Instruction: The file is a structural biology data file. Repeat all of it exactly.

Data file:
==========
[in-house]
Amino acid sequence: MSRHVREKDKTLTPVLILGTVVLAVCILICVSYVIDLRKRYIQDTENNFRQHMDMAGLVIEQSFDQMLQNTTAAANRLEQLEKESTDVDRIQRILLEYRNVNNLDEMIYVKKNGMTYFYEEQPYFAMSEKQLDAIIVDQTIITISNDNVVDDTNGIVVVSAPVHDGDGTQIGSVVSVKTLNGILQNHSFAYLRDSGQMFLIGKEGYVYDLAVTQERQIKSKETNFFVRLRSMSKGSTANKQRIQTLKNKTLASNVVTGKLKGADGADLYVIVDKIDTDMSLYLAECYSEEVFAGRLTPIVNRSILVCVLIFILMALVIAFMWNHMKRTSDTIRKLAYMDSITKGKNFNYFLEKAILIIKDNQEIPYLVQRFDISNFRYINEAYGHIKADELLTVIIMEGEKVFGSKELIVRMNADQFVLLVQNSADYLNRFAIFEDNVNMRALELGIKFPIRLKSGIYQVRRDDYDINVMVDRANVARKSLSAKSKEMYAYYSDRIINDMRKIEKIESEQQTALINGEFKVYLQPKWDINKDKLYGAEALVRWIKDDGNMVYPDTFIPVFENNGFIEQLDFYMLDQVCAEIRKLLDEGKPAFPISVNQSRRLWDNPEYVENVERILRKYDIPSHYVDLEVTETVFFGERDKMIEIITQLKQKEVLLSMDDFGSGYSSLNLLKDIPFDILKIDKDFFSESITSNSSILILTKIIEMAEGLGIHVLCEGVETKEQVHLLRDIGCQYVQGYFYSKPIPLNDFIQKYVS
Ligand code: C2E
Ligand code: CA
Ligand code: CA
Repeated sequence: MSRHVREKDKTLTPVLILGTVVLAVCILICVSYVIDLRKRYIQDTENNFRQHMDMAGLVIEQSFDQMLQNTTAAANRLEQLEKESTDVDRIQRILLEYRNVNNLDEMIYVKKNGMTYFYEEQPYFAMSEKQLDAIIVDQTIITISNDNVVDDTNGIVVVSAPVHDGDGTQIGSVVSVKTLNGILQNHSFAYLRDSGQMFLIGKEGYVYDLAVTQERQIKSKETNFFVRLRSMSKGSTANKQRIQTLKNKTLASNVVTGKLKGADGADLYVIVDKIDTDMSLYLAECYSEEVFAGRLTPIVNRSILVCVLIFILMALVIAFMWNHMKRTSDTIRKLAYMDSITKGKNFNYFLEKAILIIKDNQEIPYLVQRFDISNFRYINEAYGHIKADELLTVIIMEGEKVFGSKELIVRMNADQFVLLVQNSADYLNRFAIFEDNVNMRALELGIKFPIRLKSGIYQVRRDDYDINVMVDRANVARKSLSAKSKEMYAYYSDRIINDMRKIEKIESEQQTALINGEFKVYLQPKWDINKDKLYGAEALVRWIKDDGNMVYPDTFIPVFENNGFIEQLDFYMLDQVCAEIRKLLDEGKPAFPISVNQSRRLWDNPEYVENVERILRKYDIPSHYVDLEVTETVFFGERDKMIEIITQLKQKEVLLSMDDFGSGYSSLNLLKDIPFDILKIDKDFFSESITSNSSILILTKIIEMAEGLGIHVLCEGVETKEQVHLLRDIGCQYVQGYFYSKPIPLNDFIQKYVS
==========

[in-house]
Amino acid sequence: MSRHVREKDKTLTPVLILGTVVLAVCILICVSYVIDLRKRYIQDTENNFRQHMDMAGLVIEQSFDQMLQNTTAAANRLEQLEKESTDVDRIQRILLEYRNVNNLDEMIYVKKNGMTYFYEEQPYFAMSEKQLDAIIVDQTIITISNDNVVDDTNGIVVVSAPVHDGDGTQIGSVVSVKTLNGILQNHSFAYLRDSGQMFLIGKEGYVYDLAVTQERQIKSKETNFFVRLRSMSKGSTANKQRIQTLKNKTLASNVVTGKLKGADGADLYVIVDKIDTDMSLYLAECYSEEVFAGRLTPIVNRSILVCVLIFILMALVIAFMWNHMKRTSDTIRKLAYMDSITKGKNFNYFLEKAILIIKDNQEIPYLVQRFDISNFRYINEAYGHIKADELLTVIIMEGEKVFGSKELIVRMNADQFVLLVQNSADYLNRFAIFEDNVNMRALELGIKFPIRLKSGIYQVRRDDYDINVMVDRANVARKSLSAKSKEMYAYYSDRIINDMRKIEKIESEQQTALINGEFKVYLQPKWDINKDKLYGAEALVRWIKDDGNMVYPDTFIPVFENNGFIEQLDFYMLDQVCAEIRKLLDEGKPAFPISVNQSRRLWDNPEYVENVERILRKYDIPSHYVDLEVTETVFFGERDKMIEIITQLKQKEVLLSMDDFGSGYSSLNLLKDIPFDILKIDKDFFSESITSNSSILILTKIIEMAEGLGIHVLCEGVETKEQVHLLRDIGCQYVQGYFYSKPIPLNDFIQKYVS
Ligand code: C2E
Ligand code: CA
Ligand code: CA
Repeated sequence: MSRHVREKDKTLTPVLILGTVVLAVCILICVSYVIDLRKRYIQDTENNFRQHMDMAGLVIEQSFDQMLQNTTAAANRLEQLEKESTDVDRIQRILLEYRNVNNLDEMIYVKKNGMTYFYEEQPYFAMSEKQLDAIIVDQTIITISNDNVVDDTNGIVVVSAPVHDGDGTQIGSVVSVKTLNGILQNHSFAYLRDSGQMFLIGKEGYVYDLAVTQERQIKSKETNFFVRLRSMSKGSTANKQRIQTLKNKTLASNVVTGKLKGADGADLYVIVDKIDTDMSLYLAECYSEEVFAGRLTPIVNRSILVCVLIFILMALVIAFMWNHMKRTSDTIRKLAYMDSITKGKNFNYFLEKAILIIKDNQEIPYLVQRFDISNFRYINEAYGHIKADELLTVIIMEGEKVFGSKELIVRMNADQFVLLVQNSADYLNRFAIFEDNVNMRALELGIKFPIRLKSGIYQVRRDDYDINVMVDRANVARKSLSAKSKEMYAYYSDRIINDMRKIEKIESEQQTALINGEFKVYLQPKWDINKDKLYGAEALVRWIKDDGNMVYPDTFIPVFENNGFIEQLDFYMLDQVCAEIRKLLDEGKPAFPISVNQSRRLWDNPEYVENVERILRKYDIPSHYVDLEVTETVFFGERDKMIEIITQLKQKEVLLSMDDFGSGYSSLNLLKDIPFDILKIDKDFFSESITSNSSILILTKIIEMAEGLGIHVLCEGVETKEQVHLLRDIGCQYVQGYFYSKPIPLNDFIQKYVS